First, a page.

The Problem with Mustang's 'Pony Girl' Brand

Mustang is launching 'Pony Girl,' an effort to market their brand to teen and tween girls with pink pony mustang designs, butterflies and other girly icons. The images and inspirational slogans will be featured on tees, jewelry, home decor and more. Fun, right?

Well, maybe.

Mustang will have to overcome a few SEO challenges, like the fact that when you search for "pony girl mustang," you get pictures of scantily clad women posing by cars and a YouTube video of a stripper by the same name. I won't even get in to the potential of clashing search terms with Atlanta's most popular strip joint, The Pink Pony. Perhaps they will have some trademarks set up that will help force others not to use their key branding terms. All I know is the current results are certainly not very tween-friendly.

Image via BrandWeek.


Black Card Offers Luxury to the Masses. Hmm...

The Black Card has been the ultimate status symbol of late. VIP shoppers from hotel tycoons and rappers flash their limitless plastic (oh, sorry, no plain ol' plastic for these guys - the Black Card is made from carbon. Fancy.) and order up some more Dom.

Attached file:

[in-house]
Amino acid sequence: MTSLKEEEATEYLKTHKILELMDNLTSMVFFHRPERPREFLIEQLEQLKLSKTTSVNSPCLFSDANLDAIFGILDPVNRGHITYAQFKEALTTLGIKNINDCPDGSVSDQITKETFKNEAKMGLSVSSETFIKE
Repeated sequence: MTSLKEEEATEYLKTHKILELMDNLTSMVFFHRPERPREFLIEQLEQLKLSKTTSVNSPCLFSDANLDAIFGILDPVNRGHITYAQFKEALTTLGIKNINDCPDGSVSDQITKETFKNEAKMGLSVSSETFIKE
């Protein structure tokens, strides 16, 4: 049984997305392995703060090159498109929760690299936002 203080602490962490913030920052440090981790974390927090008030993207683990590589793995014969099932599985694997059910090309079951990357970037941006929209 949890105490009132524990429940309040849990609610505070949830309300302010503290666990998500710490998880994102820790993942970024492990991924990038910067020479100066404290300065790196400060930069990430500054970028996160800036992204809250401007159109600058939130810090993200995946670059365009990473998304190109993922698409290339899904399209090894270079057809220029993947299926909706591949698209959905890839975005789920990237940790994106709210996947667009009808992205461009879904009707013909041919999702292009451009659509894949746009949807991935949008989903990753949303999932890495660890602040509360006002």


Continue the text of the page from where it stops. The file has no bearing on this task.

Funny this is, it seems now everyone can get in to this elite club. Or at least 3,000,000 of us. And how do we know this? They are advertising the exclusive privilege in magazines. I think the Black Card has, how do you say, "jumped the shark."

via Seth's Blog.


When a Man Makes a Commercial for Women

Ok, I have no proof that men were behind the new Schick Quattro campaign, but it is my feeling that a woman couldn't have designed this ad.

I mean, really? Those ridiculous bushes changing in to suggestive shapes? I wouldn't call myself a feminist, but at some point I have to draw the line!

View images of the also-risque print ads.


Pay Your Subscribers Some Respect

Today, I received an email offer from a retailer for an online game where I can win discounts. I don't shop here frequently, but ok, I'll bite. Let's see what this is all about. So I click through (score one for the retailer's email marketing manager).